The lies and prevarications of the Russian representative, Vitaly Churkin, are particularly noteworthy, and quite telling in terms of the blatant war propaganda one must resort to to keep one’s job in Putin’s foreign service.

Worth recalling is the fact that, in December, 2013, 49 officials at the Russian Consulate in New York and the Russian Mission to the U.N. were formally charges by U.S. officials for runnung a $1.5 million scheme of medicare fraud out of the Embassy, with charges not being brought only because of diplomatic immunity.

See Benjamin Weiser, “U.S. Says Diplomats Defrauded Medicaid,” New York Times, December 5, 2013.

Weiser reported,

The contours of the alleged insurance fraud seemed unusual enough: The participants, men and women, were accused of improperly seeking Medicaid benefits for pregnancies, births and postnatal care.

(T)hese were no ordinary Russians. They were diplomats posted to New York City, and their wives, accused of fraudulently applying for Medicaid benefits over the past nine years. Prosecutors characterized the scheme as an audacious swindle of the federal health benefits program for the needy, orchestrated by officials in the Russian Consulate in New York and its mission to the United Nations.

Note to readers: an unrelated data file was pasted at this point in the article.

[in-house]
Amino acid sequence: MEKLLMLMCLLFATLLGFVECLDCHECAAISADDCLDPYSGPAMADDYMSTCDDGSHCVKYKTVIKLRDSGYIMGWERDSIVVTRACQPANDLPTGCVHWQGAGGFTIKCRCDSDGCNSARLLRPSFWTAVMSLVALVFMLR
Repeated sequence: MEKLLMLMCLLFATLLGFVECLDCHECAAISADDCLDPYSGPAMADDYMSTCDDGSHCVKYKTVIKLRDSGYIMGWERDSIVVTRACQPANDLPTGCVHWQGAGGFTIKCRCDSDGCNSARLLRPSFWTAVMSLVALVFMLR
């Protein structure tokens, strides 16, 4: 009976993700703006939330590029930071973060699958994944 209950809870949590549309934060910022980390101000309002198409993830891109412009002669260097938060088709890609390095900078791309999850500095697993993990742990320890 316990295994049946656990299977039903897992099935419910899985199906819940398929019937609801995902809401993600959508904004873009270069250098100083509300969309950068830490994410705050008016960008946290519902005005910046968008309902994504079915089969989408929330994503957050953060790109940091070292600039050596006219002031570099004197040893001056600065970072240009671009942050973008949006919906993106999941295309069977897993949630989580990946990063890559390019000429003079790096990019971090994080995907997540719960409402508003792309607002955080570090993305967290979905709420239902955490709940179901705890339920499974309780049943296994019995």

“Diplomacy should be about extending hands, not picking pockets in the host country,” said Prreet Bharara, the United States attorney in Manhattan, whose office announced on Thursday that it had charged 49 past or present Russian diplomats and their spouses in the $1.5 million Medicaid fraud case.

“The charges expose shameful and systemic corruption among Russian diplomats in New York,” Mr. Bharara said.

He said the State Department could seek a waiver of immunity from the Russian government to allow a prosecution to go forward. If no waiver was given, Mr. Bharara said, the State Department’s policy was to “require departure of that individual from the United States.”

The Trenchant Observer

Ukraine: Appeasement continues; Putin’s victory at Minsk; Latest news and commentary

Wednesday, August 27th, 2014

Each act of apeasement dishonors those who fought for, and in many cases died for, the freedoms which we now enjoy.


For the lastest on Russian military moves in the Ukraine, see